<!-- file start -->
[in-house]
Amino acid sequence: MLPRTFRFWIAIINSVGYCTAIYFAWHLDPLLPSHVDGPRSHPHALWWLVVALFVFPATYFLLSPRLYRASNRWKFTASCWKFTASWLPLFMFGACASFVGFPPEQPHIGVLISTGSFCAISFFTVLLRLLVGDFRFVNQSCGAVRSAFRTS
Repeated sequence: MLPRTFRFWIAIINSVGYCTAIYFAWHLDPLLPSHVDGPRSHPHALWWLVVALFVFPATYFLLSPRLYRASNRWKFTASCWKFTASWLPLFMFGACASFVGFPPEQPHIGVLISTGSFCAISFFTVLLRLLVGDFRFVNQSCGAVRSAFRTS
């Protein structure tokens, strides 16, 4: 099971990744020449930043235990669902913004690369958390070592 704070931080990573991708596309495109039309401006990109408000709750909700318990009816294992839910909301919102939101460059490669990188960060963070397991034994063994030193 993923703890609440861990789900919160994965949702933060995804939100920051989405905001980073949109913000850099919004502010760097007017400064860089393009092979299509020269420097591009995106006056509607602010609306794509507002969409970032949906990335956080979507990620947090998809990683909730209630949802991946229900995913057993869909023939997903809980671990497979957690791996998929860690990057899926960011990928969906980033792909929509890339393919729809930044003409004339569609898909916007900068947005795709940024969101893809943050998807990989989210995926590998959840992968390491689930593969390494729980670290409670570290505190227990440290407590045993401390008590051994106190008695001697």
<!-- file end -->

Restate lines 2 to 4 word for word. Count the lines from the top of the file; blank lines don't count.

Amino acid sequence: MLPRTFRFWIAIINSVGYCTAIYFAWHLDPLLPSHVDGPRSHPHALWWLVVALFVFPATYFLLSPRLYRASNRWKFTASCWKFTASWLPLFMFGACASFVGFPPEQPHIGVLISTGSFCAISFFTVLLRLLVGDFRFVNQSCGAVRSAFRTS
Repeated sequence: MLPRTFRFWIAIINSVGYCTAIYFAWHLDPLLPSHVDGPRSHPHALWWLVVALFVFPATYFLLSPRLYRASNRWKFTASCWKFTASWLPLFMFGACASFVGFPPEQPHIGVLISTGSFCAISFFTVLLRLLVGDFRFVNQSCGAVRSAFRTS
């Protein structure tokens, strides 16, 4: 099971990744020449930043235990669902913004690369958390070592 704070931080990573991708596309495109039309401006990109408000709750909700318990009816294992839910909301919102939101460059490669990188960060963070397991034994063994030193 993923703890609440861990789900919160994965949702933060995804939100920051989405905001980073949109913000850099919004502010760097007017400064860089393009092979299509020269420097591009995106006056509607602010609306794509507002969409970032949906990335956080979507990620947090998809990683909730209630949802991946229900995913057993869909023939997903809980671990497979957690791996998929860690990057899926960011990928969906980033792909929509890339393919729809930044003409004339569609898909916007900068947005795709940024969101893809943050998807990989989210995926590998959840992968390491689930593969390494729980670290409670570290505190227990440290407590045993401390008590051994106190008695001697």